The most expensive ingredient in the margaritas here at Adobo Grill isn’t the tequila. It’s the lime.
Costs for the fruit more than tripled in the past two months, squeezing profit margins before the biggest U.S. margarita bash of the year, Cinco de Mayo, according to George Ortiz, who helped start Abodo 14 years ago in the historic Old Town neighborhood, the home of The Second City comedy club and about a mile north of the Miracle Mile shopping district.
“We fresh-squeeze lime juice every day,” said Ortiz, 50. “We use it for table-side guacamole, fresh squeezed limes right there. We use it for ceviches. It’s a huge expense.”
Lime prices are surging as some growers in Mexico, which supplies about 97 percent of the fruit in the U.S., banded together to set prices after a crop disease ravaged trees. Americans spend about $2.9 billion annually on margaritas, which account for about 14 percent of the country’s cocktail sales, according to Technomic, a Chicago-based research firm tracking the food industry.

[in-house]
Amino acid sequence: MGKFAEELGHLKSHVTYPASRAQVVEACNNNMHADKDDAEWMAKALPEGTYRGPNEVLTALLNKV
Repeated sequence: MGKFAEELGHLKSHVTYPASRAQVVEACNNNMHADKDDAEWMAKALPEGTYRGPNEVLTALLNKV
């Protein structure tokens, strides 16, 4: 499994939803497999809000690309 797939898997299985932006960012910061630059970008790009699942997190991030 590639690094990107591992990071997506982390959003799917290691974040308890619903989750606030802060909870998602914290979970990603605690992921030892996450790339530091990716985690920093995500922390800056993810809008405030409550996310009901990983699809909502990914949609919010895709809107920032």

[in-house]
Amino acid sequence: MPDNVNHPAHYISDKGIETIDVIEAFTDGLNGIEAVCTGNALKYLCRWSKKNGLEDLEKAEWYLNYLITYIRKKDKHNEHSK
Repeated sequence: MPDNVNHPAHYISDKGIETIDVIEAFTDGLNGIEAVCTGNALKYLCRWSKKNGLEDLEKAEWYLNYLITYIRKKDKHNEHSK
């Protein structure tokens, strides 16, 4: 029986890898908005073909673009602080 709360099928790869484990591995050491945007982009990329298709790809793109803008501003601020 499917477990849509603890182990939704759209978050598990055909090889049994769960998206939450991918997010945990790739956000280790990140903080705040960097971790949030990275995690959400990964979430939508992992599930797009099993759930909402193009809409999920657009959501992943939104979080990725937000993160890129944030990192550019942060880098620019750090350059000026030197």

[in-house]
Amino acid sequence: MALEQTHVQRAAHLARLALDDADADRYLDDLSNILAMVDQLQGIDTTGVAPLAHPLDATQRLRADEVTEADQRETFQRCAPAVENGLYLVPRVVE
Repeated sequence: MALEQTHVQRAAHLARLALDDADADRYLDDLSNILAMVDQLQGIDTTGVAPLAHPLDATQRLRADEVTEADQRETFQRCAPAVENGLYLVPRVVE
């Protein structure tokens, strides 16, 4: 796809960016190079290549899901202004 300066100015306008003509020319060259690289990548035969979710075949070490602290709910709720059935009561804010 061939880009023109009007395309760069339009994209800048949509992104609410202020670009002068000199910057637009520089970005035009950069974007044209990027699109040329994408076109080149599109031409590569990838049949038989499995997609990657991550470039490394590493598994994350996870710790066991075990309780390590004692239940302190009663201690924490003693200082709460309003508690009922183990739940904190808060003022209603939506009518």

“Cinco De Mayo is by far considered the biggest day for margarita sales in the U.S.,” David Henkes, a vice president at Technomic, said April 23. “It will disproportionately impact higher-end restaurants and those that tend to make from-scratch margaritas. You may also see restaurants and bars promote other more profitable cocktails if lime prices stay high.” Continue reading